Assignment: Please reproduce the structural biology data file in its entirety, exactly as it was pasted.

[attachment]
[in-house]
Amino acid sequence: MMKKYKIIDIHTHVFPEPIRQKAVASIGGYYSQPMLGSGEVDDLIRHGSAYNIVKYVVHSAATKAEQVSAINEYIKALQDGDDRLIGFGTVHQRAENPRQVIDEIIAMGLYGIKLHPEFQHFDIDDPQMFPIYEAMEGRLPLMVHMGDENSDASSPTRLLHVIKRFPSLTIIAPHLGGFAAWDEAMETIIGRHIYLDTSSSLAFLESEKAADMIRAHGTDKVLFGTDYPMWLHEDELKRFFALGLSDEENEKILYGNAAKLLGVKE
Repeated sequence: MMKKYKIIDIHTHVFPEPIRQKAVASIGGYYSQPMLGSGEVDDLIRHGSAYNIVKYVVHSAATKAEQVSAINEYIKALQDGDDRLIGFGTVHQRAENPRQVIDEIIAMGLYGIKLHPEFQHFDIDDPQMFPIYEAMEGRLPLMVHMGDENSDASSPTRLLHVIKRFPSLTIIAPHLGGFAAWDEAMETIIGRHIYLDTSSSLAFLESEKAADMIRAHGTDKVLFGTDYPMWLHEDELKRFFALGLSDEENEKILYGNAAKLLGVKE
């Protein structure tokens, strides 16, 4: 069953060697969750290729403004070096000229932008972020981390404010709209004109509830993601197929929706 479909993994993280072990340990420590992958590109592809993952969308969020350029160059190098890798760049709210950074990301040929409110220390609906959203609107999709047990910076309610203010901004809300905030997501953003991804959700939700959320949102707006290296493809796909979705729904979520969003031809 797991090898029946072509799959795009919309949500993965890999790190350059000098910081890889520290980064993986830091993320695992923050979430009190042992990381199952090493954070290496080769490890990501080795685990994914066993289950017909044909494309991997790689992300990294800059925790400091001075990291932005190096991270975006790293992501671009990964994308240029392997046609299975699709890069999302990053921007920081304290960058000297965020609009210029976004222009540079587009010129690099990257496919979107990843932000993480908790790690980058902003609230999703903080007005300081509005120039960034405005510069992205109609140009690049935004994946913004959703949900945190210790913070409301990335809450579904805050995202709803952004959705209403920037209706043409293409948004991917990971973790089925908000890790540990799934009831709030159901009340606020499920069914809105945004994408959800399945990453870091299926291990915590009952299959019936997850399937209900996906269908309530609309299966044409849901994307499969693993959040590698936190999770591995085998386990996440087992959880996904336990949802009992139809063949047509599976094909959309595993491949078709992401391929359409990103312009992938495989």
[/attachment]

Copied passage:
[in-house]
Amino acid sequence: MMKKYKIIDIHTHVFPEPIRQKAVASIGGYYSQPMLGSGEVDDLIRHGSAYNIVKYVVHSAATKAEQVSAINEYIKALQDGDDRLIGFGTVHQRAENPRQVIDEIIAMGLYGIKLHPEFQHFDIDDPQMFPIYEAMEGRLPLMVHMGDENSDASSPTRLLHVIKRFPSLTIIAPHLGGFAAWDEAMETIIGRHIYLDTSSSLAFLESEKAADMIRAHGTDKVLFGTDYPMWLHEDELKRFFALGLSDEENEKILYGNAAKLLGVKE
Repeated sequence: MMKKYKIIDIHTHVFPEPIRQKAVASIGGYYSQPMLGSGEVDDLIRHGSAYNIVKYVVHSAATKAEQVSAINEYIKALQDGDDRLIGFGTVHQRAENPRQVIDEIIAMGLYGIKLHPEFQHFDIDDPQMFPIYEAMEGRLPLMVHMGDENSDASSPTRLLHVIKRFPSLTIIAPHLGGFAAWDEAMETIIGRHIYLDTSSSLAFLESEKAADMIRAHGTDKVLFGTDYPMWLHEDELKRFFALGLSDEENEKILYGNAAKLLGVKE
């Protein structure tokens, strides 16, 4: 069953060697969750290729403004070096000229932008972020981390404010709209004109509830993601197929929706 479909993994993280072990340990420590992958590109592809993952969308969020350029160059190098890798760049709210950074990301040929409110220390609906959203609107999709047990910076309610203010901004809300905030997501953003991804959700939700959320949102707006290296493809796909979705729904979520969003031809 797991090898029946072509799959795009919309949500993965890999790190350059000098910081890889520290980064993986830091993320695992923050979430009190042992990381199952090493954070290496080769490890990501080795685990994914066993289950017909044909494309991997790689992300990294800059925790400091001075990291932005190096991270975006790293992501671009990964994308240029392997046609299975699709890069999302990053921007920081304290960058000297965020609009210029976004222009540079587009010129690099990257496919979107990843932000993480908790790690980058902003609230999703903080007005300081509005120039960034405005510069992205109609140009690049935004994946913004959703949900945190210790913070409301990335809450579904805050995202709803952004959705209403920037209706043409293409948004991917990971973790089925908000890790540990799934009831709030159901009340606020499920069914809105945004994408959800399945990453870091299926291990915590009952299959019936997850399937209900996906269908309530609309299966044409849901994307499969693993959040590698936190999770591995085998386990996440087992959880996904336990949802009992139809063949047509599976094909959309595993491949078709992401391929359409990103312009992938495989």